A woman employed by Crown Cork & Seal USA, Inc. brought a lawsuit under the Civil Rights Act, the Equal Pay Act (EPA) and the U.S. Code. She asserted that the difference in pay between the woman and a male co-worker constituted discrimination, as well as various other claims.
She began at Crown as a Grade 3 purchasing clerk at the company’s Wyoming facility. Several months later, she was assisting the Production Control Manager (PCM) and received a merit increase. Less than a year after that, she was transferred to the PCM position, while the former PCM, a male, was named the parts maintenance manager. Another merit increase ensued.
As PCM, the woman claimed that she was handling “90 percent” of the duties, as well as her previous functions as purchasing clerk. The former PCM was a Grade 13 and was making nearly $55,000 a year. The woman had been bumped to a Grade 5, and a $2,000 raise gave her an annual salary of almost $28,000. She complained to the office manager about the discrepancy in both salary and title, suggesting that it was due to her gender. She eventually stated that she didn’t want to perform both PCM and purchasing-clerk duties for what she was being paid, hoping for something closer to $32-33,000. She was later told that Crown couldn’t cover her desired compensation, and she was removed as PCM but retained her job class and $2,000 raise.
According to the woman, following her complaints, the relationships with the office manager and former PCM degenerated. She filed a charge of discrimination with the Wyoming Fair Employment Program and the EEOC (Equal Employment Opportunity Commission). The woman also submitted complaints to the company’s HR director, but no investigation was initiated. She was later criticized for her job performance and reputed unprofessional conduct and told she could be fired if no improvements were made. She took leave to address psychological and corresponding physical problems, and though she was cleared for work, she opted to resign and filed a second charge of discrimination.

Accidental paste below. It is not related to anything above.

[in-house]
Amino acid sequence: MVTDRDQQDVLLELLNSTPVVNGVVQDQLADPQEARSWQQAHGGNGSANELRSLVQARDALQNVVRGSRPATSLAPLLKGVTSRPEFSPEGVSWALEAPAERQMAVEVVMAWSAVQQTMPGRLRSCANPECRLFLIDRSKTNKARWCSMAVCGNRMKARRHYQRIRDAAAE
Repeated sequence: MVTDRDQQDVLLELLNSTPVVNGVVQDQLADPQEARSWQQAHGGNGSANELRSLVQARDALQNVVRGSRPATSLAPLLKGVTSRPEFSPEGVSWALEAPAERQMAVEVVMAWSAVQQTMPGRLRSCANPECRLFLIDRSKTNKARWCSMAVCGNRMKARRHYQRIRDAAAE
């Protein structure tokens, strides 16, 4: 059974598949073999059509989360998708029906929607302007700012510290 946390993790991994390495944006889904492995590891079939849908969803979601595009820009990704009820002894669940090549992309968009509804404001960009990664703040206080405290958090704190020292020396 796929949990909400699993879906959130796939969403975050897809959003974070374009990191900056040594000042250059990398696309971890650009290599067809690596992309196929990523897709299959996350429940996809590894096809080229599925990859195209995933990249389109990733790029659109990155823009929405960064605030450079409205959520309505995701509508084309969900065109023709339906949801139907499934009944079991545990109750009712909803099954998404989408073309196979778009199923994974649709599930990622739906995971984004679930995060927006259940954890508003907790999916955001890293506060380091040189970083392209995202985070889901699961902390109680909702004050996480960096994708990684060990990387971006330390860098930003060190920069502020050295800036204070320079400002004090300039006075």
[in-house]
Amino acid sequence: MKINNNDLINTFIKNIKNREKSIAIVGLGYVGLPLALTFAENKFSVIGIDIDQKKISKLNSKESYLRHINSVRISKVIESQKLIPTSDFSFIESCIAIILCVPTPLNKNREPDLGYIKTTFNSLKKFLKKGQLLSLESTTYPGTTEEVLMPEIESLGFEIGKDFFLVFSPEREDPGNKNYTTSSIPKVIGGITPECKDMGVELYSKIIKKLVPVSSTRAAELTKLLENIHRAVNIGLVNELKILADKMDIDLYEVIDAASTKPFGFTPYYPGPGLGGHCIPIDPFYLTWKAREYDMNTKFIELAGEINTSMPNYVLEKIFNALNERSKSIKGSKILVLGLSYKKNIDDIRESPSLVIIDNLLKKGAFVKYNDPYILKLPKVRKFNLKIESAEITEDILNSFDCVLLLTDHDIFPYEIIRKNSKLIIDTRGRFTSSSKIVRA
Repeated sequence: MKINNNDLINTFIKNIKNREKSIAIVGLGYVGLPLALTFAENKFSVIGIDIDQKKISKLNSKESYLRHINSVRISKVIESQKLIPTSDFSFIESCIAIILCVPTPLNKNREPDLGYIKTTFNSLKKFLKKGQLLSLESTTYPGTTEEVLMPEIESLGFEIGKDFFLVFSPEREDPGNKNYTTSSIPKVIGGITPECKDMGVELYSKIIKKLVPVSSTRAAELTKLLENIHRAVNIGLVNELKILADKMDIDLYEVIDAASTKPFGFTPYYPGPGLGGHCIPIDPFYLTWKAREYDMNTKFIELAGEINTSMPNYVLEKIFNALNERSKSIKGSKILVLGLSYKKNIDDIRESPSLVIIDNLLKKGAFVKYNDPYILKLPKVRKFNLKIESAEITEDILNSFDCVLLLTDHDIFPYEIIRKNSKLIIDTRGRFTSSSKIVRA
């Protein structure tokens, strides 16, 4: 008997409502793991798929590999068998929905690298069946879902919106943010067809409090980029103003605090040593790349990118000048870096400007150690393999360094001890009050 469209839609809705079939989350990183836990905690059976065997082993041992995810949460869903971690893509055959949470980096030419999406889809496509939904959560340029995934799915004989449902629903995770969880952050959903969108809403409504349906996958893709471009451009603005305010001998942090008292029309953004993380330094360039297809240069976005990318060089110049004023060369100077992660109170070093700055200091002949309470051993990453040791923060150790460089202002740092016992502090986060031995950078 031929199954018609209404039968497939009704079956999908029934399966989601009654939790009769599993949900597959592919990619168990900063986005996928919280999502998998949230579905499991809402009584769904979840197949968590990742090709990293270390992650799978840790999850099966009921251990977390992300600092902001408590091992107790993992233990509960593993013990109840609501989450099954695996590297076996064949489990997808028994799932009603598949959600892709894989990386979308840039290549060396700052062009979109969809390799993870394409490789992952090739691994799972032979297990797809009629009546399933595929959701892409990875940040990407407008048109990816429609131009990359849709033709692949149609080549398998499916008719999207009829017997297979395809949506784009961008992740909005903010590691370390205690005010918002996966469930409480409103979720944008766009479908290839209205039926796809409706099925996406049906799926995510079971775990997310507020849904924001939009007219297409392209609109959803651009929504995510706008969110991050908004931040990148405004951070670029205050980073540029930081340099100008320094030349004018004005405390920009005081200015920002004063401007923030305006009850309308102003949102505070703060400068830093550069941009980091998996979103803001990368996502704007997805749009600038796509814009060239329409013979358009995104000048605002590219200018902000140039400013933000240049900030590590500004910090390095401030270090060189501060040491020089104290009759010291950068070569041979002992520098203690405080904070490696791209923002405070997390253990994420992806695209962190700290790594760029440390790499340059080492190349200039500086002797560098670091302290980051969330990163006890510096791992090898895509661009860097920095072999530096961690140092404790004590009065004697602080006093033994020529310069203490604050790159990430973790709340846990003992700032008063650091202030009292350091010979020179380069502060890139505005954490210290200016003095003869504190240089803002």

Her suit alleged an EPA violation, sex discrimination, retaliation by removing her as PCM and creating a hostile work environment, and constructive discharge (asserting that her resignation was her only choice and equating it with a termination). The district court dismissed all of the woman’s charges, believing that she’d been unable to offer any evidence to support her claims.
Due to time limits, the plaintiff had to prove a “willful” violation of the EPA, but appellate judges saw no such violation – she didn’t perform all PCM duties and received assistance with others, so that her job was not “substantially equal” to the former PCM’s. Crown’s reason for the firing was legitimate and negated the sex discrimination claim. For the hostile work environment and constructive discharge claims, judges saw no action severe enough to show the presence of a hostile work environment or employer action which would force the woman to quit her job.
Judges further dismissed the plaintiff’s argument that Crown was legally obligated to increase her pay, accepting that the company could refuse the request and consequently have good reason to remove her from the position. The appeals court found merit in the district court’s ruling and affirmed its decision.
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